Dear Mrs Macaulay,
My great-grandmother left one-half acre of land for my father. This is part of land that she left for her sons and grandchildren (none was left for her daughter). After my father's death I obtained, on behalf of my mother, Letters of Administration. My father did not will the land to anyone (I am the oldest of five lawful children).
I would like to sell the land. How do I go about this? There is no title to the land. Can it be sold without a title? I know I will need a lawyer to do this.
Thank you for your letter in which you have informed me that your father died intestate, leaving a half acre of land which he had inherited from his grandmother, your great-grandmother. You further stated that after his death you obtained Letters of Administration on behalf of your mother. This would be because she would in law be the person entitled to do so, as long as there were no minor children of your deceased father alive at the time of his death.
You also say that you are the eldest of five lawful children. I must point out that the concept of “lawful” and “unlawful” children went out of use and lost all meaning with the passage of the Status of Children Act. By this Act all children were made equal for the rights and obligations of their parents who begat them. So those born within marriage or outside of it to one of the parties also have the right to their father's name, to be maintained by him, and when he dies intestate, to share in his estate equally with those born within the marriage.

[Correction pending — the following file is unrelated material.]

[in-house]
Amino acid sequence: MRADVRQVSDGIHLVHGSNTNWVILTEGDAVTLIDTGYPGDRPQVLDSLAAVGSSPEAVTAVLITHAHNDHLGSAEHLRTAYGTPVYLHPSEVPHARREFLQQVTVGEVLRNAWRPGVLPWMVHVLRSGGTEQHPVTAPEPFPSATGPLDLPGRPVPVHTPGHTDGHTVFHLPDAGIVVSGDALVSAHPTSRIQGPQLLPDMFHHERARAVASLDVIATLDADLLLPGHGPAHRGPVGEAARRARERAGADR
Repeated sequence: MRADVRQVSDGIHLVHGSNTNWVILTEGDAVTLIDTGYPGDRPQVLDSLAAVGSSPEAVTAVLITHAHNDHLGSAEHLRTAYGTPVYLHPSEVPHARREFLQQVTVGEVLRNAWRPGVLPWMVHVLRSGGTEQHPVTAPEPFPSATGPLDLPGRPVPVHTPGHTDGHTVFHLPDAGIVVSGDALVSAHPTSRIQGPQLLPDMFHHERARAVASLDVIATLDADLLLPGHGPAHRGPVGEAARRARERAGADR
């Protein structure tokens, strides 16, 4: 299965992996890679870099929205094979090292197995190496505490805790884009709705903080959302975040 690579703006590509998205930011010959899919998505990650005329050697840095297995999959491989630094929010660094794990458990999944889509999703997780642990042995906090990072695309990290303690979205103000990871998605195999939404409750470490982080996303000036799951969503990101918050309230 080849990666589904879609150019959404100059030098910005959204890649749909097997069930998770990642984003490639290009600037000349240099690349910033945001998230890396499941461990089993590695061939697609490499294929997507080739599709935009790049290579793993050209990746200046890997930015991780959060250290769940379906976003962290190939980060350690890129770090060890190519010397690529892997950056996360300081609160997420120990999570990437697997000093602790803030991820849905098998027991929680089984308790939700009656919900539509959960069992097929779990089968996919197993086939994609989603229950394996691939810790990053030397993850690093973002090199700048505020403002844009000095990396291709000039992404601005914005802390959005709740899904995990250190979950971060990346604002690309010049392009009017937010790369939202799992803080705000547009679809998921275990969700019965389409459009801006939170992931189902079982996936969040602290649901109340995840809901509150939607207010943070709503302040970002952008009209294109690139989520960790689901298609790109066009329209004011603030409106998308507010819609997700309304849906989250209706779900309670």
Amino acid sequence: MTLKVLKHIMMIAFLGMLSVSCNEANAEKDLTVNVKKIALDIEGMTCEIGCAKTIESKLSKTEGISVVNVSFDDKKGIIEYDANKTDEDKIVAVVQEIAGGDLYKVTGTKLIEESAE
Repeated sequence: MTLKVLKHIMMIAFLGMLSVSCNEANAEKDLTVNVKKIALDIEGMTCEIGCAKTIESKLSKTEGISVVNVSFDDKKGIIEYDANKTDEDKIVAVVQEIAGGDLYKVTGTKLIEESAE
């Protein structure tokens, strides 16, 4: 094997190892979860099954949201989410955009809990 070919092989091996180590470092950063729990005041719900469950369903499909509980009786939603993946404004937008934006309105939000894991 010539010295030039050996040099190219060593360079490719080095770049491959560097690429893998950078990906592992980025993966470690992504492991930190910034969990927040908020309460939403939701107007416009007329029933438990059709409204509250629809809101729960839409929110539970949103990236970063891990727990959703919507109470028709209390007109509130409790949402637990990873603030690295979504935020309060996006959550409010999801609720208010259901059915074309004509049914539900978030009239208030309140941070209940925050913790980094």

Anyway, I hope that when he died he had no children born outside the marriage alive, because they would have a lawful claim to share the lawful children's portion equally with you five, under the Intestate's Estates and Property Charges Act under which you obtained the Letters of Administration.
As the administrator of your father's estate you can dispose of estate property in order to settle the lawful proportions due to all the beneficiaries. These proportions are stated in the Act, for your mother and your siblings. It is your legal duty to ensure that all who are entitled obtain their legal share, including your mother, whose share is the largest. I am happy that you mentioned that you know that you will need a lawyer.
So let me now answer your direct question — if you can sell the land without a title. Yes you can, as long a the buyer agrees, and as long as they will obtain their registered title. However, I hope that you have an Examined Survey Plan for the land so that its description is sure and true. You will have to disclose the fact of having no title before any agreement is even prepared, let alone signed. You all may have to be prepared to receive less than the land is worth if registered because the purchaser(s) would have to meet the costs of applying for the registered title.
Or you can apply yourself and thereby be able to obtain as much for the land as you can. It would be advisable to have a valuation done of the land, then when you sell it none of the other beneficiaries can successfully argue that you sold it at an undervalue and make you liable for that value and the true market value.
So please go and get your lawyer to act for you, to either first obtain the title, or to sell it as unregistered land. The fact that the purchaser(s) would obtain their registered title would have to be included as a term of the agreement for sale.
I hope that the position is now clear for you. All the best.
Margarette May Macaulay is an attorney-at-law, Supreme Court mediator, notary public, and women's and children's rights advocate. Send questions via e-mail to email@example.com ; or write to All Woman, 40-42 1/2 Beechwood Avenue, Kingston 5. All responses are published. Mrs Macaulay cannot provide personal responses.
The contents of this article are for informational purposes only, and must not be relied upon as an alternative to legal advice from your own attorney.